The problem bothers me a lot as I teach humanities, and is brought into focus by starting out with this year's batch of AA100: The Arts, Past and Present students, most of whom are at the beginning of their OU careers. Should I counsel them to give up their degree now, and go and work in a call centre? Lovely mates, flexible work, meet interesting people, annoy them intensely... No, of course not. But what's the point? How can our humanities students get the best value from their degree, in whatever sense we mean the word value? Particularly when starting with AA100 which has such a wide variety of disciplines. (It's designed to introduce the student to all eight disciplines within the faculty - classics, art, literature, history, history of science, religious studies, music, philosophy.)

I discussed this recently with my students and tried to relate it to the skills they're already learning as they go through book 1. The course is quite well organised in that each chapter has learning outcomes, and the alert student can track their skills as they go through the book. I try to get all my students to anchor their learning by returning, at the end of each chapter to the beginning and analysing what they've learned against the stated outcomes. (Do they all do that? I don't know, but I have my doubts.) The task here is to set the chapter learning outcomes in the wider context of the overall purpose of the course.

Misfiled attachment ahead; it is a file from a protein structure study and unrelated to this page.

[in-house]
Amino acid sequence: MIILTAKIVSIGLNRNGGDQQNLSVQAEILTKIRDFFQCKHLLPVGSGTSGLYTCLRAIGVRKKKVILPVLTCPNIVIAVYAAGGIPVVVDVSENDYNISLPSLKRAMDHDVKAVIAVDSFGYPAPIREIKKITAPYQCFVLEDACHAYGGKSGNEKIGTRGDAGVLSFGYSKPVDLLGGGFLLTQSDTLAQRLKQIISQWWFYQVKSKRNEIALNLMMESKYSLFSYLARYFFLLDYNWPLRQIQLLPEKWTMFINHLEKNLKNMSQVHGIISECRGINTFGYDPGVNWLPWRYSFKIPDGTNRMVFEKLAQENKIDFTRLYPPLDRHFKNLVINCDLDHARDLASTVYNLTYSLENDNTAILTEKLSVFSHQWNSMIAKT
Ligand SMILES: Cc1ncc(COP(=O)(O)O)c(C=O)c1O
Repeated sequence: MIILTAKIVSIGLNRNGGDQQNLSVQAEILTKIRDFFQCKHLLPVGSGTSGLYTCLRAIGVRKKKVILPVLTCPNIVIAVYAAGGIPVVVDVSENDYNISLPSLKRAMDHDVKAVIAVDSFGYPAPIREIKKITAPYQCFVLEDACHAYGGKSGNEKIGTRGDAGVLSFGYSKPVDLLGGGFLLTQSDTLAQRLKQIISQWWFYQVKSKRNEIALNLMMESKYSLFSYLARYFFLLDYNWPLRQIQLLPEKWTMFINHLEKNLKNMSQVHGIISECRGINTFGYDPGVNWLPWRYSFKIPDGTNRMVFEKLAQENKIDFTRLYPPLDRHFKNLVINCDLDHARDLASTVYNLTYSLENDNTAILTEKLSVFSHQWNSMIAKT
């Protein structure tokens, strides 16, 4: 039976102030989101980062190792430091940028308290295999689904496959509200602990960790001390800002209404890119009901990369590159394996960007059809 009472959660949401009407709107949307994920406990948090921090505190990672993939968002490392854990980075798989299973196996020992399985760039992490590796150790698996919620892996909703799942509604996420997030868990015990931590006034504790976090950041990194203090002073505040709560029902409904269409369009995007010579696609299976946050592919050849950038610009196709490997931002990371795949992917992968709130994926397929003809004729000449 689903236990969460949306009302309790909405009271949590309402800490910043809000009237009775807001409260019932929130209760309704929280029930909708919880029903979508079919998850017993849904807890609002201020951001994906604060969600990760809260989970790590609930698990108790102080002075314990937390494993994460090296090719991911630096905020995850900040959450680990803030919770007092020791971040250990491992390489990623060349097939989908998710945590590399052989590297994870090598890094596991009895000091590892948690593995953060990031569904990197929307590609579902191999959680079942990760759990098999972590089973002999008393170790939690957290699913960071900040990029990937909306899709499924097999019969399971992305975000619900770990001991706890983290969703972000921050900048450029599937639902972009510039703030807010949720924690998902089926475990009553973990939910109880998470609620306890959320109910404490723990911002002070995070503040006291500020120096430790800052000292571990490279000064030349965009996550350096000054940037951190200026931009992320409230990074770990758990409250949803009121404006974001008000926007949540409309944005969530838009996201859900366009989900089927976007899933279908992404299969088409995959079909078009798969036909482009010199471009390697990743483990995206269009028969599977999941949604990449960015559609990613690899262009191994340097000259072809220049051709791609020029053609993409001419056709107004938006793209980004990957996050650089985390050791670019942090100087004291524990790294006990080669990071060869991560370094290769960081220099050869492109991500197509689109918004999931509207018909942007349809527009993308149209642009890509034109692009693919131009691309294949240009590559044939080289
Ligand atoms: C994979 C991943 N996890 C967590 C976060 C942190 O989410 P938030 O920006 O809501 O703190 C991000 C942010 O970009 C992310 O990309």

Asking the students why they're studying is too wide a question. Twelve students will give twelve different answers, and I wanted to finish by lunchtime. I focussed the question by pointing out that everybody here, even those paying the full retail price, was supported by other people's money in the form of the grant the OU gets from taxes. So I asked them how they could justify spending other people's money on this course. I instantly got the answer from several that they had paid taxes all their lives, and were just getting back what was rightfully theirs. That didn't change the question, just turned it round. If someone is a net tax payer, then what is the justification for somebody else taking their money to enjoy themselves doing AA100.